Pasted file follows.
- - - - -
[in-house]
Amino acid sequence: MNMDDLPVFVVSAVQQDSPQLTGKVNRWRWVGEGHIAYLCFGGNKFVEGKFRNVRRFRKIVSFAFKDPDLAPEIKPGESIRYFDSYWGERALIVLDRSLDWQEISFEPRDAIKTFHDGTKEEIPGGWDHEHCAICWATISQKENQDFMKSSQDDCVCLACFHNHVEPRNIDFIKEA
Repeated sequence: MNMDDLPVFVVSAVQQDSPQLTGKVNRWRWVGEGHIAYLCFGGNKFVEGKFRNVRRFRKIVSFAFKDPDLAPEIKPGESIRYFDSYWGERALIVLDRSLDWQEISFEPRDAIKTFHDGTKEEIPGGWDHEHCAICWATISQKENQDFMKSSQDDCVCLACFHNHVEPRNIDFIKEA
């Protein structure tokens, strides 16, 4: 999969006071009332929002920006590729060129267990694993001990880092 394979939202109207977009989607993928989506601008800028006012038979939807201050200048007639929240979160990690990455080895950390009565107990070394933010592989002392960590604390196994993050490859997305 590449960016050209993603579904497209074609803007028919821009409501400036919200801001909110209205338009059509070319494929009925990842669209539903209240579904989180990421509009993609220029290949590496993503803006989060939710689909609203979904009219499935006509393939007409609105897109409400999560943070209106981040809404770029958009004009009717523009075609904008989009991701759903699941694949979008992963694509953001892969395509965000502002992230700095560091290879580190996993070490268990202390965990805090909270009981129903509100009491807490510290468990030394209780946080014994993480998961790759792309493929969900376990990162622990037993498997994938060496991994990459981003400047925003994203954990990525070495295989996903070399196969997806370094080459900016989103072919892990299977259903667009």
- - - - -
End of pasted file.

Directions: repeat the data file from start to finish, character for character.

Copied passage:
[in-house]
Amino acid sequence: MNMDDLPVFVVSAVQQDSPQLTGKVNRWRWVGEGHIAYLCFGGNKFVEGKFRNVRRFRKIVSFAFKDPDLAPEIKPGESIRYFDSYWGERALIVLDRSLDWQEISFEPRDAIKTFHDGTKEEIPGGWDHEHCAICWATISQKENQDFMKSSQDDCVCLACFHNHVEPRNIDFIKEA
Repeated sequence: MNMDDLPVFVVSAVQQDSPQLTGKVNRWRWVGEGHIAYLCFGGNKFVEGKFRNVRRFRKIVSFAFKDPDLAPEIKPGESIRYFDSYWGERALIVLDRSLDWQEISFEPRDAIKTFHDGTKEEIPGGWDHEHCAICWATISQKENQDFMKSSQDDCVCLACFHNHVEPRNIDFIKEA
């Protein structure tokens, strides 16, 4: 999969006071009332929002920006590729060129267990694993001990880092 394979939202109207977009989607993928989506601008800028006012038979939807201050200048007639929240979160990690990455080895950390009565107990070394933010592989002392960590604390196994993050490859997305 590449960016050209993603579904497209074609803007028919821009409501400036919200801001909110209205338009059509070319494929009925990842669209539903209240579904989180990421509009993609220029290949590496993503803006989060939710689909609203979904009219499935006509393939007409609105897109409400999560943070209106981040809404770029958009004009009717523009075609904008989009991701759903699941694949979008992963694509953001892969395509965000502002992230700095560091290879580190996993070490268990202390965990805090909270009981129903509100009491807490510290468990030394209780946080014994993480998961790759792309493929969900376990990162622990037993498997994938060496991994990459981003400047925003994203954990990525070495295989996903070399196969997806370094080459900016989103072919892990299977259903667009």